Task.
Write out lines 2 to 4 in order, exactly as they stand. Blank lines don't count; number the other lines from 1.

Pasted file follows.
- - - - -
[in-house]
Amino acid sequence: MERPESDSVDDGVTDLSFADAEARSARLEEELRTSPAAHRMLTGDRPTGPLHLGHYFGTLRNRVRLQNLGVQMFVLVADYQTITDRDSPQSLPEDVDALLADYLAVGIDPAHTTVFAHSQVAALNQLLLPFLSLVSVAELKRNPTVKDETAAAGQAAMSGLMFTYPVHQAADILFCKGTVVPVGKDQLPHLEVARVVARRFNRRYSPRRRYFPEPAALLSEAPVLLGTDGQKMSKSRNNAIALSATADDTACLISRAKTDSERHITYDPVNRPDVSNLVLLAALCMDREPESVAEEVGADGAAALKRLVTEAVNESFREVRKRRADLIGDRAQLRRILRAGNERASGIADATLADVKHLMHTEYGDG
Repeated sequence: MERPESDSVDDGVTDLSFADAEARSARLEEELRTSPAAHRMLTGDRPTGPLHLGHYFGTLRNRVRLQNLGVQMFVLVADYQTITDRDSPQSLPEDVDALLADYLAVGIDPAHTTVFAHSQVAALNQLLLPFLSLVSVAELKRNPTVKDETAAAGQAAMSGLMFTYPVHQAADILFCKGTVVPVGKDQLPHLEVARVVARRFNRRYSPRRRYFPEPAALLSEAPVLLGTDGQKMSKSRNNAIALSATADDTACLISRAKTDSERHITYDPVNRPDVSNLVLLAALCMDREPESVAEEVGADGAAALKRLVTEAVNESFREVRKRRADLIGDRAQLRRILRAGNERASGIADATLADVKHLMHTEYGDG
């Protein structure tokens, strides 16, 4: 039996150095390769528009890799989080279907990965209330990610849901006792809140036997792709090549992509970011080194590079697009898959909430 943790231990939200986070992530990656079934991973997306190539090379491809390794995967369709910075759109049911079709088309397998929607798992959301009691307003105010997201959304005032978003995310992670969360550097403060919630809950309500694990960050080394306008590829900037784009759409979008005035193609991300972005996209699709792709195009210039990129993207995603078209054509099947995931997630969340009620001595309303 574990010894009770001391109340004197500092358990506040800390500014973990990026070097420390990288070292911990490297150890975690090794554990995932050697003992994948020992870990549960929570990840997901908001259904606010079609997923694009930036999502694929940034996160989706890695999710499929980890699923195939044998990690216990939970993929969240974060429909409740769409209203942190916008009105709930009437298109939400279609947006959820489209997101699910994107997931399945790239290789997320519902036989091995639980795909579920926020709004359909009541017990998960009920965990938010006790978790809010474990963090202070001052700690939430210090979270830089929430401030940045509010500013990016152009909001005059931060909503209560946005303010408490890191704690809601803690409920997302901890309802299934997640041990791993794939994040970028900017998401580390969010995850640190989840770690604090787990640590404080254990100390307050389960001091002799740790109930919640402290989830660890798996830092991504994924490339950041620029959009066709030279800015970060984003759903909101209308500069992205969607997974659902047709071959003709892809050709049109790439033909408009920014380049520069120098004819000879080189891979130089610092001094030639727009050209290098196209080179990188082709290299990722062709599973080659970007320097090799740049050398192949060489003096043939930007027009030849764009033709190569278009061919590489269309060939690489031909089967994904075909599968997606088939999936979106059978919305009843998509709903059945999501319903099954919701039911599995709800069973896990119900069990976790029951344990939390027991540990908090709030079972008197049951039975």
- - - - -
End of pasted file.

Amino acid sequence: MERPESDSVDDGVTDLSFADAEARSARLEEELRTSPAAHRMLTGDRPTGPLHLGHYFGTLRNRVRLQNLGVQMFVLVADYQTITDRDSPQSLPEDVDALLADYLAVGIDPAHTTVFAHSQVAALNQLLLPFLSLVSVAELKRNPTVKDETAAAGQAAMSGLMFTYPVHQAADILFCKGTVVPVGKDQLPHLEVARVVARRFNRRYSPRRRYFPEPAALLSEAPVLLGTDGQKMSKSRNNAIALSATADDTACLISRAKTDSERHITYDPVNRPDVSNLVLLAALCMDREPESVAEEVGADGAAALKRLVTEAVNESFREVRKRRADLIGDRAQLRRILRAGNERASGIADATLADVKHLMHTEYGDG
Repeated sequence: MERPESDSVDDGVTDLSFADAEARSARLEEELRTSPAAHRMLTGDRPTGPLHLGHYFGTLRNRVRLQNLGVQMFVLVADYQTITDRDSPQSLPEDVDALLADYLAVGIDPAHTTVFAHSQVAALNQLLLPFLSLVSVAELKRNPTVKDETAAAGQAAMSGLMFTYPVHQAADILFCKGTVVPVGKDQLPHLEVARVVARRFNRRYSPRRRYFPEPAALLSEAPVLLGTDGQKMSKSRNNAIALSATADDTACLISRAKTDSERHITYDPVNRPDVSNLVLLAALCMDREPESVAEEVGADGAAALKRLVTEAVNESFREVRKRRADLIGDRAQLRRILRAGNERASGIADATLADVKHLMHTEYGDG
């Protein structure tokens, strides 16, 4: 039996150095390769528009890799989080279907990965209330990610849901006792809140036997792709090549992509970011080194590079697009898959909430 943790231990939200986070992530990656079934991973997306190539090379491809390794995967369709910075759109049911079709088309397998929607798992959301009691307003105010997201959304005032978003995310992670969360550097403060919630809950309500694990960050080394306008590829900037784009759409979008005035193609991300972005996209699709792709195009210039990129993207995603078209054509099947995931997630969340009620001595309303 574990010894009770001391109340004197500092358990506040800390500014973990990026070097420390990288070292911990490297150890975690090794554990995932050697003992994948020992870990549960929570990840997901908001259904606010079609997923694009930036999502694929940034996160989706890695999710499929980890699923195939044998990690216990939970993929969240974060429909409740769409209203942190916008009105709930009437298109939400279609947006959820489209997101699910994107997931399945790239290789997320519902036989091995639980795909579920926020709004359909009541017990998960009920965990938010006790978790809010474990963090202070001052700690939430210090979270830089929430401030940045509010500013990016152009909001005059931060909503209560946005303010408490890191704690809601803690409920997302901890309802299934997640041990791993794939994040970028900017998401580390969010995850640190989840770690604090787990640590404080254990100390307050389960001091002799740790109930919640402290989830660890798996830092991504994924490339950041620029959009066709030279800015970060984003759903909101209308500069992205969607997974659902047709071959003709892809050709049109790439033909408009920014380049520069120098004819000879080189891979130089610092001094030639727009050209290098196209080179990188082709290299990722062709599973080659970007320097090799740049050398192949060489003096043939930007027009030849764009033709190569278009061919590489269309060939690489031909089967994904075909599968997606088939999936979106059978919305009843998509709903059945999501319903099954919701039911599995709800069973896990119900069990976790029951344990939390027991540990908090709030079972008197049951039975």